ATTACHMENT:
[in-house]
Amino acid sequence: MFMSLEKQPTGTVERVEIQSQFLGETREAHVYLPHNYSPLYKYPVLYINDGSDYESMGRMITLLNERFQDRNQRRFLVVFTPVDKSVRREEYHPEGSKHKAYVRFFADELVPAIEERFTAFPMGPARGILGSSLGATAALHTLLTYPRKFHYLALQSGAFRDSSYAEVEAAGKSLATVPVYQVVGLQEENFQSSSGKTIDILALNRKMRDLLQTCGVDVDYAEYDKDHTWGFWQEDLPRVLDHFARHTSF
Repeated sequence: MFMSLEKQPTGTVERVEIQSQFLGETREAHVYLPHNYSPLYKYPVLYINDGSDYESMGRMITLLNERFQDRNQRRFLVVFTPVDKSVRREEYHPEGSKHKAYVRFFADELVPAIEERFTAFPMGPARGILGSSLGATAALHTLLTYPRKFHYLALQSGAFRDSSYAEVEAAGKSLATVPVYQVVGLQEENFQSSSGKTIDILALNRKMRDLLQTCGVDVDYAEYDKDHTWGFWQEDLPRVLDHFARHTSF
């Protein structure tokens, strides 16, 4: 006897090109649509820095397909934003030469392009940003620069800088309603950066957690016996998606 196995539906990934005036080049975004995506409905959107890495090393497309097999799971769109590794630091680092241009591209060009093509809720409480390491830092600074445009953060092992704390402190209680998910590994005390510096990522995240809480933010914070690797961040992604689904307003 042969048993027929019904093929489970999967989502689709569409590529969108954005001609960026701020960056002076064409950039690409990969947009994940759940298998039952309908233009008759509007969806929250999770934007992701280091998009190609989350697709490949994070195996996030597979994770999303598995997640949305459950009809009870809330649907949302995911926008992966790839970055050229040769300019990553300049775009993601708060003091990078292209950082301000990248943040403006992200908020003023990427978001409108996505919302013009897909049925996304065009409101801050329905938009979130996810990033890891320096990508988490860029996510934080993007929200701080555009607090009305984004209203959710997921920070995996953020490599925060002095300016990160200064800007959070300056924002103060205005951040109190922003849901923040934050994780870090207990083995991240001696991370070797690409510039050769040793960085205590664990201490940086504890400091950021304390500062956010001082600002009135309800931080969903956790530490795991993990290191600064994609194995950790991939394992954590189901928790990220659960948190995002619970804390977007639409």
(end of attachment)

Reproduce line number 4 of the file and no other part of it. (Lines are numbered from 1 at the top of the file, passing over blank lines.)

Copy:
């Protein structure tokens, strides 16, 4: 006897090109649509820095397909934003030469392009940003620069800088309603950066957690016996998606 196995539906990934005036080049975004995506409905959107890495090393497309097999799971769109590794630091680092241009591209060009093509809720409480390491830092600074445009953060092992704390402190209680998910590994005390510096990522995240809480933010914070690797961040992604689904307003 042969048993027929019904093929489970999967989502689709569409590529969108954005001609960026701020960056002076064409950039690409990969947009994940759940298998039952309908233009008759509007969806929250999770934007992701280091998009190609989350697709490949994070195996996030597979994770999303598995997640949305459950009809009870809330649907949302995911926008992966790839970055050229040769300019990553300049775009993601708060003091990078292209950082301000990248943040403006992200908020003023990427978001409108996505919302013009897909049925996304065009409101801050329905938009979130996810990033890891320096990508988490860029996510934080993007929200701080555009607090009305984004209203959710997921920070995996953020490599925060002095300016990160200064800007959070300056924002103060205005951040109190922003849901923040934050994780870090207990083995991240001696991370070797690409510039050769040793960085205590664990201490940086504890400091950021304390500062956010001082600002009135309800931080969903956790530490795991993990290191600064994609194995950790991939394992954590189901928790990220659960948190995002619970804390977007639409």